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u/Distinct_Ad_69 Oct 21 '21

Don't forget 1 week of vacation per year

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u/Timmyty Oct 21 '21

3 weeks of paid vacation to start with my high-paying job (the demographic we are talking about).

Medical emergency would be covered by the insurance you have through your work.

Don't work for a company that you will want to immediately quit and you would be fine.

Every state has different laws about personal rights and such. Only move to one that matches what you would want.

What other benefits are you losing?

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u/jojoga Oct 21 '21

-5,000£

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u/BextoMooseYT Oct 21 '21

Yeah, why would you want a -£5,000 salary? Let alone as an accountant

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u/rainator Oct 21 '21

I’ve known some accountants that were always broke, this could explain that.

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u/[deleted] Oct 21 '21

But it comes with free healthcare (NHS).

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u/weaslewig Oct 21 '21

Depends on the type of accountant right. That's not a "hide my finances and taxes" salary. That's an input these expenses into excel salary

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u/Side_show Oct 21 '21

It's pretty typical for a professional position in the UK.

Salaries here are decent but with a low ceiling for most people compared to the US.

That's often why you get people in Finance/IT/Law/Medicine moving from the UK to the US. The ceiling there is way, way higher and more common.

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u/Torfinns-New-Yacht Oct 21 '21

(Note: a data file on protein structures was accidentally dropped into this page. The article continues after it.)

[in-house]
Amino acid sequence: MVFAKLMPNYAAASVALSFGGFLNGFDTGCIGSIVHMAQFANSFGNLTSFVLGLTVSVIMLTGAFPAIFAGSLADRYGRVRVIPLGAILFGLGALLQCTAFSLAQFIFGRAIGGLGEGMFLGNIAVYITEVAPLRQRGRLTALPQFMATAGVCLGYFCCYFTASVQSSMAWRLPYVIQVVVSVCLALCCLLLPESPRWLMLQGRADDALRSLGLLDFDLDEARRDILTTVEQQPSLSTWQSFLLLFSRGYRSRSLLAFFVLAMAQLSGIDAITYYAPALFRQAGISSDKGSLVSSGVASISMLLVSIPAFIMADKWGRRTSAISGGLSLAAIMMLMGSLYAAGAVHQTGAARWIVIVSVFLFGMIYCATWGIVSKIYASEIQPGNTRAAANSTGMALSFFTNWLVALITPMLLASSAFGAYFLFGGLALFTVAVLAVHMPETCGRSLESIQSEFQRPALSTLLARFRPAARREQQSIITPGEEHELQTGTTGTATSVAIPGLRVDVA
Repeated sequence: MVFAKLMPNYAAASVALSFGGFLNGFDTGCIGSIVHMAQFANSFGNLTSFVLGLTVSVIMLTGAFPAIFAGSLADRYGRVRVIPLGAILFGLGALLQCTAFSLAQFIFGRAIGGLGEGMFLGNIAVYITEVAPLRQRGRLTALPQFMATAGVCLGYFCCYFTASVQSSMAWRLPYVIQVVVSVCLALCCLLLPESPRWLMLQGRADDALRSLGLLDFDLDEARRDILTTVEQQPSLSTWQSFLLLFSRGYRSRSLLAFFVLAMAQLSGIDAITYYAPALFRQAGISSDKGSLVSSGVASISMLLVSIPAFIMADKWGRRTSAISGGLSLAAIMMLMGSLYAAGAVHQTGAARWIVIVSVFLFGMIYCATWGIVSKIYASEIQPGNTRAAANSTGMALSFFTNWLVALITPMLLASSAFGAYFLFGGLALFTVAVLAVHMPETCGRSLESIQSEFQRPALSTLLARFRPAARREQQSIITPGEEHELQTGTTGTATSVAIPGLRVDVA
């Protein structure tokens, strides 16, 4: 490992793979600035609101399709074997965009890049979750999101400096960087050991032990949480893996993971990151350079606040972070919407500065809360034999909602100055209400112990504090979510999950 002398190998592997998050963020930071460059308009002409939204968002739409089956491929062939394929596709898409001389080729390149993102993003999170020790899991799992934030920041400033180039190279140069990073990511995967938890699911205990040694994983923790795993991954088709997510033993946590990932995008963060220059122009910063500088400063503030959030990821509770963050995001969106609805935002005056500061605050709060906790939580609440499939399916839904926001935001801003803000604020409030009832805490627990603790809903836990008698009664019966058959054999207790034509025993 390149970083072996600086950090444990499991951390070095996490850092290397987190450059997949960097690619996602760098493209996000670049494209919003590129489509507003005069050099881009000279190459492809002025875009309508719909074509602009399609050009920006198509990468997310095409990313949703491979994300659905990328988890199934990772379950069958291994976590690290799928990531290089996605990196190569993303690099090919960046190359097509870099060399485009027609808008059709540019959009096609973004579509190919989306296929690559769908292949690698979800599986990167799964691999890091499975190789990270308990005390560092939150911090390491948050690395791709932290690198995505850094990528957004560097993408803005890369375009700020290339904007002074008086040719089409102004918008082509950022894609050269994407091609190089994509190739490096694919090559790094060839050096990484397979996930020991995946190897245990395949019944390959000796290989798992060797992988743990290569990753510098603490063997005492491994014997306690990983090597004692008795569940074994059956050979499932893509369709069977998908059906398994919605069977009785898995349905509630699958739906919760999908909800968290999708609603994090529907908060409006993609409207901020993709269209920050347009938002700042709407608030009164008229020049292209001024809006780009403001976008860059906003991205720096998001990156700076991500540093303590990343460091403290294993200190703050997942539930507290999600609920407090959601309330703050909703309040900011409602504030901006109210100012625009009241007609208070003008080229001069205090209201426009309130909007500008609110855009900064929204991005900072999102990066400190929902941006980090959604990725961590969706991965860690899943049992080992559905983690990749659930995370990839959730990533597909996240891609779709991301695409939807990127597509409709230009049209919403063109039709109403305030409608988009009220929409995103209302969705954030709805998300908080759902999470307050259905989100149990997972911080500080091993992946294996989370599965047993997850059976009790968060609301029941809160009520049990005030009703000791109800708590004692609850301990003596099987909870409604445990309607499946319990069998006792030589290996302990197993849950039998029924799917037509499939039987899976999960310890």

I've looked this up and I can definitely make more annually in the US but it would also mean getting 1/3rd of the time off and working 10+ hours a week more.

I know there are a lot of variables but I often wonder how it would come out once you consider hours worked per year.

My guess is the US would still pay more but not nearly as much as first thought, and I value the free time.

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u/BathTimeNoseBleed Oct 21 '21

This is the answer, I work 35 hours a week and get 28 days holiday plus 8 days bank holidays. Suddenly 40k doesn't sound too bad

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u/Monkey_shine1 Oct 21 '21

Don't forget the NHS (for now)

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u/jfk_sfa Oct 21 '21

Financial Analyst in the US here (CFA Charterholder). I get six weeks of vacation and work less than 8 hours a day five days a week (no busy season). I also live in an area with a low cost of living and make a really good salary.

One thing to remember is the US is pretty massive and there are a lot of different types of job one could have in a particular field.

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u/daiyuxiao Oct 21 '21

Is that yearly or monthly?